And understandably, borrowing ‘on margin’, or using stock you already own to buy more stock, is one thing, but borrowing against your home to buy stocks is another. So there is also the question of the how much you borrow and to what extent are you willing to go to get the money you need to invest.
Take an investment that offers an expected return of 15 per cent, but with actual results that might range between 15 per cent and 30 per cent. Even if the cost of borrowing is low, say 4 per cent, the transaction is very risky.
On the other hand, if a collection of diversified investments can offer a 10 per cent rate of return with a narrower range of 9 per cent to 11 per cent, then the risk of the transaction has been dramatically reduced.
Weighing the risks of investing borrowed money
Essentially it’s a strategy that can win big but also lose big. Here’s an illustration.
If a Dh10 stock you purchased with cash rises in price by 10 per cent, you have made a Dh1 profit. If the stock loses 10 per cent, it is worth Dh9. However, a Dh10 stock leveraged with a 2-to-1 margin trade would make 20 per cent, or a Dh2 profit. But if the stock loses 10 percent, the scenario can be bleak.
For example, if you have 2:1 leverage, it means you can borrow twice the amount of your investment from your broker. Let's say you want to invest Dh10 in a stock but only have Dh5 in your trading account. Using leverage, you could buy on margin at 2:1. So you'd have Dh10 to invest.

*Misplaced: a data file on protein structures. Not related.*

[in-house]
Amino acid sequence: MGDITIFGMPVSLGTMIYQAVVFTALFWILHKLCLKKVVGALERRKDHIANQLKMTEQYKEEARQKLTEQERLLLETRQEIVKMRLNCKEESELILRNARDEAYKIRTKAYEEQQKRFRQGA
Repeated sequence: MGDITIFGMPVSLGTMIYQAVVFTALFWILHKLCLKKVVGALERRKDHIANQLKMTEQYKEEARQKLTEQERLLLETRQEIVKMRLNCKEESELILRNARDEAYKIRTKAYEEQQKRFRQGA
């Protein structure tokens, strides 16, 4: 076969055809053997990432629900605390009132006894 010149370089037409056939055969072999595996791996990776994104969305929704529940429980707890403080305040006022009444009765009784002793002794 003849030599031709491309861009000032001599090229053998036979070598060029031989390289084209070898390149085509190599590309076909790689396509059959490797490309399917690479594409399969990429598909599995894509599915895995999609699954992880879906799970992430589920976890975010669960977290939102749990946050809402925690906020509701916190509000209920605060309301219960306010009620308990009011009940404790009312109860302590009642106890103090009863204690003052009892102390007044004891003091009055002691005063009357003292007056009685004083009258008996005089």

After paying back the margin costs of about 5 per cent or more, you lose Dh2.50 (or 25 per cent) on the original Dh10 investment. To make matters worse, if the stock were to decline substantially, you could be subject to a margin call, where you may be forced to sell that stock at a loss, or potentially throw good money after bad.
Ultimately, it’s up to you to decide whether saving or investing is the better choice to reach your financial goals. And of course, how and whether you invest, save, or do a combination of both will more than likely continue to shift over the years as your priorities and goals change.
When it comes to taking a loan to invest, a person may be tempted to do that if they see an opportunity to make money. If a person could earn higher returns investing the money they borrow than they pay in interest, they could come out ahead.
This can be very tempting after a stock market crashes and then starts rebounding. In some cases, you may see sharp gains for a few days or weeks that would exceed the costs of some personal loans over a year.
Taking out a loan to invest in anything, including the stock market, only makes sense in one scenario. This scenario is when you know with a relative degree of certainty that your returns will exceed your costs. Investing in the stock market at any rate of return is far from certain.